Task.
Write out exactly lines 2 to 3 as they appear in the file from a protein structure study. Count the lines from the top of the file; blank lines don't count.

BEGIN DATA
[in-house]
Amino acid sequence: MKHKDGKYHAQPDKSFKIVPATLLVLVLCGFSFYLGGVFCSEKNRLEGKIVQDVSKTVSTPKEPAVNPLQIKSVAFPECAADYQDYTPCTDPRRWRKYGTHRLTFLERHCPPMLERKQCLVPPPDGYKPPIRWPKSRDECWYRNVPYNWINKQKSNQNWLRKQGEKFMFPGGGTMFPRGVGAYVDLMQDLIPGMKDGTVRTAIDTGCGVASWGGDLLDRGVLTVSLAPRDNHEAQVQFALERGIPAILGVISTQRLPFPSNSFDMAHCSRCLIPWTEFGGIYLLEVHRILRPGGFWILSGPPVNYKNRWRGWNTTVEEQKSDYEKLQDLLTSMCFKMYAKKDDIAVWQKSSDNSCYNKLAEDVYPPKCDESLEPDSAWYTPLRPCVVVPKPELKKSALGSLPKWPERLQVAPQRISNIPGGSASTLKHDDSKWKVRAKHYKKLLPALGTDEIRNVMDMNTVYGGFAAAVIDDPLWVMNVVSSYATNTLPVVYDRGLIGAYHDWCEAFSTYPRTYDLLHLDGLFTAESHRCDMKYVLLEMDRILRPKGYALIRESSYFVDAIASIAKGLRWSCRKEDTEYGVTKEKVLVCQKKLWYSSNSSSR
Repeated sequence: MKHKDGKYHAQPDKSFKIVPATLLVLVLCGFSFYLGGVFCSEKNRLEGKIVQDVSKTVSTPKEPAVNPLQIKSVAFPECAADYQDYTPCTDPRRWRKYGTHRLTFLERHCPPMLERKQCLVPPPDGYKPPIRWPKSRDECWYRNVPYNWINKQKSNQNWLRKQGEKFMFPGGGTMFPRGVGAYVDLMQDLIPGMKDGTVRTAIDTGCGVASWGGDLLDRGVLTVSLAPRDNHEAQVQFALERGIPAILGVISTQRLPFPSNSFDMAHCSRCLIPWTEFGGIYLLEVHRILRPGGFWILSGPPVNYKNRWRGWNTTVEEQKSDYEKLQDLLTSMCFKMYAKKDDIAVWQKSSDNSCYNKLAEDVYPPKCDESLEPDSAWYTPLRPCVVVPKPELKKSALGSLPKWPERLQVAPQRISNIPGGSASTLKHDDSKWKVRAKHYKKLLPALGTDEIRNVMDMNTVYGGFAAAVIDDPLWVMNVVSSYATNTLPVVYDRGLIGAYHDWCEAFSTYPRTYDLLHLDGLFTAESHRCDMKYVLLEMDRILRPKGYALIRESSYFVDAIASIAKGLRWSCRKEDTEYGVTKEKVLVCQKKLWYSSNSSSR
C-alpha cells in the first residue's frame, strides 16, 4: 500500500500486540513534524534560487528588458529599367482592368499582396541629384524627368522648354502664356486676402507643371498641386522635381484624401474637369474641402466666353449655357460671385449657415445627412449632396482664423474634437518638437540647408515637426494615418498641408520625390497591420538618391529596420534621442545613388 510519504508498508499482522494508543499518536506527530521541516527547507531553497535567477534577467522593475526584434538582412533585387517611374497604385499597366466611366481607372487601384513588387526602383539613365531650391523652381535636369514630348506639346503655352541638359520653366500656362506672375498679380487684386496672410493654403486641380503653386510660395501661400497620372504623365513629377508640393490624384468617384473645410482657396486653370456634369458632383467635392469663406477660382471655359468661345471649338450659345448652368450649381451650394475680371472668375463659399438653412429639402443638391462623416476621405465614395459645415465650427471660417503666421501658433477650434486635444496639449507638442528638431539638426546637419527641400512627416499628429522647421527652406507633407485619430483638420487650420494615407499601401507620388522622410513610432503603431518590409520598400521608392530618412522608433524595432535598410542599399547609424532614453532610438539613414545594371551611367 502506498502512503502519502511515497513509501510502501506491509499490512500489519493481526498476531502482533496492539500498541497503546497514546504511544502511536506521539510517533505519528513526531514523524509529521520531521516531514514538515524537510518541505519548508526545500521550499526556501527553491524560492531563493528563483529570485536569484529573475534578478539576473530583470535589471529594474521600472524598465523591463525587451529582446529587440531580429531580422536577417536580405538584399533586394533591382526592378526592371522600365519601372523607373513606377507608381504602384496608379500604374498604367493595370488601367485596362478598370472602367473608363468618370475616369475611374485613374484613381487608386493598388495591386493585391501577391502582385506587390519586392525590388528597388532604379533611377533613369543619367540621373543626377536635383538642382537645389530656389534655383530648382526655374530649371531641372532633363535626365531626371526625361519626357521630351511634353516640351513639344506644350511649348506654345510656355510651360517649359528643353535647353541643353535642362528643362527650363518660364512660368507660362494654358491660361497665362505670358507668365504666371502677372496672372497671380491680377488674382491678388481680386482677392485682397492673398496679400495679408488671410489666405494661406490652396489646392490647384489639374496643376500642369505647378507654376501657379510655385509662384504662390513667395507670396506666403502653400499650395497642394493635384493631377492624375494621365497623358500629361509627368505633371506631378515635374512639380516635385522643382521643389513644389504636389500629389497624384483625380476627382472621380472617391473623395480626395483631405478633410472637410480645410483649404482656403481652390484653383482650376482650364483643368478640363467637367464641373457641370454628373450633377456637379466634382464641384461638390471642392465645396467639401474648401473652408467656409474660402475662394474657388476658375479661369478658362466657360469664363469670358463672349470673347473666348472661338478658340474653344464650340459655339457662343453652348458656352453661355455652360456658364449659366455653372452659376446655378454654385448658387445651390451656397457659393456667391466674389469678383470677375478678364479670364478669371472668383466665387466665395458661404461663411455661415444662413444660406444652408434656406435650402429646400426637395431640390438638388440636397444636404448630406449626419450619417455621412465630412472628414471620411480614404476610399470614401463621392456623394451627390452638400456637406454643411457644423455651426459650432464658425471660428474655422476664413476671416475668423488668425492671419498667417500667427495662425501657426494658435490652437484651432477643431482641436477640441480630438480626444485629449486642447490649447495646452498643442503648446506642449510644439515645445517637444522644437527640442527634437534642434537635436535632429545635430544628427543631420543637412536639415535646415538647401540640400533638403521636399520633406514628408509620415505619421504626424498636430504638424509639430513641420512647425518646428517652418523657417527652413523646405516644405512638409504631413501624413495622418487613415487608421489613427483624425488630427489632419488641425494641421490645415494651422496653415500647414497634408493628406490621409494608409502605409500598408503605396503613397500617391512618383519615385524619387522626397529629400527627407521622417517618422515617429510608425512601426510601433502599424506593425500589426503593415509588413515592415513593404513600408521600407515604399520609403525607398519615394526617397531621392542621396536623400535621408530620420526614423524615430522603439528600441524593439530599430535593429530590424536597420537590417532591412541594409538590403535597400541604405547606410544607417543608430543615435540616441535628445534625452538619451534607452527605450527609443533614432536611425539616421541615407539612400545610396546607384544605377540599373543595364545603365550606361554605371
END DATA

Amino acid sequence: MKHKDGKYHAQPDKSFKIVPATLLVLVLCGFSFYLGGVFCSEKNRLEGKIVQDVSKTVSTPKEPAVNPLQIKSVAFPECAADYQDYTPCTDPRRWRKYGTHRLTFLERHCPPMLERKQCLVPPPDGYKPPIRWPKSRDECWYRNVPYNWINKQKSNQNWLRKQGEKFMFPGGGTMFPRGVGAYVDLMQDLIPGMKDGTVRTAIDTGCGVASWGGDLLDRGVLTVSLAPRDNHEAQVQFALERGIPAILGVISTQRLPFPSNSFDMAHCSRCLIPWTEFGGIYLLEVHRILRPGGFWILSGPPVNYKNRWRGWNTTVEEQKSDYEKLQDLLTSMCFKMYAKKDDIAVWQKSSDNSCYNKLAEDVYPPKCDESLEPDSAWYTPLRPCVVVPKPELKKSALGSLPKWPERLQVAPQRISNIPGGSASTLKHDDSKWKVRAKHYKKLLPALGTDEIRNVMDMNTVYGGFAAAVIDDPLWVMNVVSSYATNTLPVVYDRGLIGAYHDWCEAFSTYPRTYDLLHLDGLFTAESHRCDMKYVLLEMDRILRPKGYALIRESSYFVDAIASIAKGLRWSCRKEDTEYGVTKEKVLVCQKKLWYSSNSSSR
Repeated sequence: MKHKDGKYHAQPDKSFKIVPATLLVLVLCGFSFYLGGVFCSEKNRLEGKIVQDVSKTVSTPKEPAVNPLQIKSVAFPECAADYQDYTPCTDPRRWRKYGTHRLTFLERHCPPMLERKQCLVPPPDGYKPPIRWPKSRDECWYRNVPYNWINKQKSNQNWLRKQGEKFMFPGGGTMFPRGVGAYVDLMQDLIPGMKDGTVRTAIDTGCGVASWGGDLLDRGVLTVSLAPRDNHEAQVQFALERGIPAILGVISTQRLPFPSNSFDMAHCSRCLIPWTEFGGIYLLEVHRILRPGGFWILSGPPVNYKNRWRGWNTTVEEQKSDYEKLQDLLTSMCFKMYAKKDDIAVWQKSSDNSCYNKLAEDVYPPKCDESLEPDSAWYTPLRPCVVVPKPELKKSALGSLPKWPERLQVAPQRISNIPGGSASTLKHDDSKWKVRAKHYKKLLPALGTDEIRNVMDMNTVYGGFAAAVIDDPLWVMNVVSSYATNTLPVVYDRGLIGAYHDWCEAFSTYPRTYDLLHLDGLFTAESHRCDMKYVLLEMDRILRPKGYALIRESSYFVDAIASIAKGLRWSCRKEDTEYGVTKEKVLVCQKKLWYSSNSSSR